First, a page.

By M.D. Kittle | Wisconsin Reporter
MADISON — Who is Hari Trivedi?
He’s the independent candidate in Wisconsin’s historic recall election, and if this election is close, this Brookfield physician could spell big trouble for Tom Barrett.
You remember Trivedi, his thick accent, appealing to voters in his campaign ad during the Super Bowl.
That one, he told Wisconsin Reporter, cost him more than $27,000.
But that outlay and other campaign expenses in this race signaled Trivedi’s zeal to run, his belief that he can beat two big-name, big-cash titans in Republican Gov. Scott Walker and his Democratic challenger, Milwaukee Mayor Tom Barrett.
“There are people who have never participated in the political process, never registered to vote, who say they’ll vote for me,” rivedi said Monday, campaigning on recall election eve. “There is a large untapped political pool.”
Political polls show the vast majority of Wisconsin voters are casting their ballots for the big dogs in the race, with Walker leading anywhere from 3 percentage points to 9, although Barrett’s campaign has said internal polling shows the race a dead heat.
That said, liberal leaning Political Policy Polling has shown Trivedi picking up about 2 percent of voters, although PPP’s latest poll, released late Sunday, doesn’t include Trivedi.
So what if Trivedi brings in 1 percent of the vote, maybe as high as 2.8 million, according to a projected 65 percent turnout? He could grab 28,000 votes.
If the race is as razor thin as some project, that’s 28,000 votes that could have gone somewhere else — presumably to Barrett.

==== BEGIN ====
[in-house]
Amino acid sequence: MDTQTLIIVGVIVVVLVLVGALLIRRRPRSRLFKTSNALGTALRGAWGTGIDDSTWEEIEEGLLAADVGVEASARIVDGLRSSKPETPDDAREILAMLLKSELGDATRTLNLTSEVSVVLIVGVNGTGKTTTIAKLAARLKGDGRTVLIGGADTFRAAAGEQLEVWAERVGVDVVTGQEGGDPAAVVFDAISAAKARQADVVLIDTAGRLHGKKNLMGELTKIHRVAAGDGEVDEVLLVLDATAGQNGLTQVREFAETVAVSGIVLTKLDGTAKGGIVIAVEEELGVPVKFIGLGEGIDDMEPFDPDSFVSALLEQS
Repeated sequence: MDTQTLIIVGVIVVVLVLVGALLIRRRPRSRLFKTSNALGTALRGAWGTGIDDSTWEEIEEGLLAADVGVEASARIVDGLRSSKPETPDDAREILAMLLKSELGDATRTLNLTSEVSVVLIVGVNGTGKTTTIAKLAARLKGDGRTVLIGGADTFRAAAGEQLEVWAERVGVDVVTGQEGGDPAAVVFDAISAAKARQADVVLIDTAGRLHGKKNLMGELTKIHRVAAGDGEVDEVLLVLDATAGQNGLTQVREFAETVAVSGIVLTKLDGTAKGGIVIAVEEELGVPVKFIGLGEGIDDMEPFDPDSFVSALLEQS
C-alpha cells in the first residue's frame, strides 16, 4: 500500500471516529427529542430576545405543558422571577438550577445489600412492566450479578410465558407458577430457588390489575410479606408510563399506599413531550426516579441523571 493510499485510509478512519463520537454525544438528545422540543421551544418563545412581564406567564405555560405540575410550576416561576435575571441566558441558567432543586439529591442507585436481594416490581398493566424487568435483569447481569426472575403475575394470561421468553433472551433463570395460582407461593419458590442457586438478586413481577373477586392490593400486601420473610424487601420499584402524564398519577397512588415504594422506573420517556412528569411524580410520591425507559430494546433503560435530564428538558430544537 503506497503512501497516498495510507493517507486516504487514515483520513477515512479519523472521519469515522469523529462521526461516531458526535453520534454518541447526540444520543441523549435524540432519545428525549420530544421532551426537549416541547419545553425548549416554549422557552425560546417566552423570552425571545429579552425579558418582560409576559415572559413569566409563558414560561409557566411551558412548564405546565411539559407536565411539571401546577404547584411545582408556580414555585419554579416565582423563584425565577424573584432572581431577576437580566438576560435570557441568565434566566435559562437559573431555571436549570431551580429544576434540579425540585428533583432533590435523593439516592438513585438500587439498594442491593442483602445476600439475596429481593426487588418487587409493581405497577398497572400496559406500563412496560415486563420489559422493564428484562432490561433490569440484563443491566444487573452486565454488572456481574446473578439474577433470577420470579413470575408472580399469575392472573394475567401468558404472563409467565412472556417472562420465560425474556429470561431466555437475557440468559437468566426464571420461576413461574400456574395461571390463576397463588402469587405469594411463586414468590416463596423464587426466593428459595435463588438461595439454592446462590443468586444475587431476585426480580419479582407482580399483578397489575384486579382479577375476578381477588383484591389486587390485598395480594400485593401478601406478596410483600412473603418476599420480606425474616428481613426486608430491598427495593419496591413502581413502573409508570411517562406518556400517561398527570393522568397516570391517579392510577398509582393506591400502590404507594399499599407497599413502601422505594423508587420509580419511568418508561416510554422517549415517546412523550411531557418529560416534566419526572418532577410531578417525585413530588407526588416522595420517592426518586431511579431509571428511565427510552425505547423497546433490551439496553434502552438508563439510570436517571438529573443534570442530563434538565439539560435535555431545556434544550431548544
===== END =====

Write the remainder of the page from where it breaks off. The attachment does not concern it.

While Trivedi boldly asks voters why they would vote for Walker or Barrett, blasting each man for what he sees as the miserable handling of their respective positions, his positions are more in line with the left than with the right.
He’s pro-choice, pro-gun control, favors medical use of marijuana and supports gay rights.
He believes in full union rights for the public sector.
“I support union representation of public employees (and all employees) since unions keep open a channel of communication between management and employees,” Trivedi says on his campaign website. “Hence I believe collective bargaining rights should be restored.”
Could we have a Ross Perot situation, when in 1992 the independent businessman drew votes away from incumbent Republican President George H.W. Bush, and helped Bush Democratic challenger Bill Clinton in the White House?
John Rink, political science professor at the University of Wisconsin-Platteville, said it probably isn’t likely, but anything is possible in a close race.
“We don’t have electoral college votes to factor in. Everything is decided through the sheer number of votes,” he said. “Anything that draws them to another could have an impact on the outcome of a close election.”
Rink said while it’s safe to assume votes for the independent could hurt Barrett more, he doubts any conscientious Barrett voter — or, maybe more apropos, an anti-Walker voter — would vote for Trivedi.
Turnout, Rink and other pundits have stressed, is the secret of success in this unprecedented election.
And turnout was running heavy statewide early Tuesday afternoon.
Trivedi has pledged to do something his fellow candidates have not.
“I have pledged that if I don’t produce positive job growth in 12 months, I will return my (governor’s) salary,” he said.
Politics with a money-back guarantee.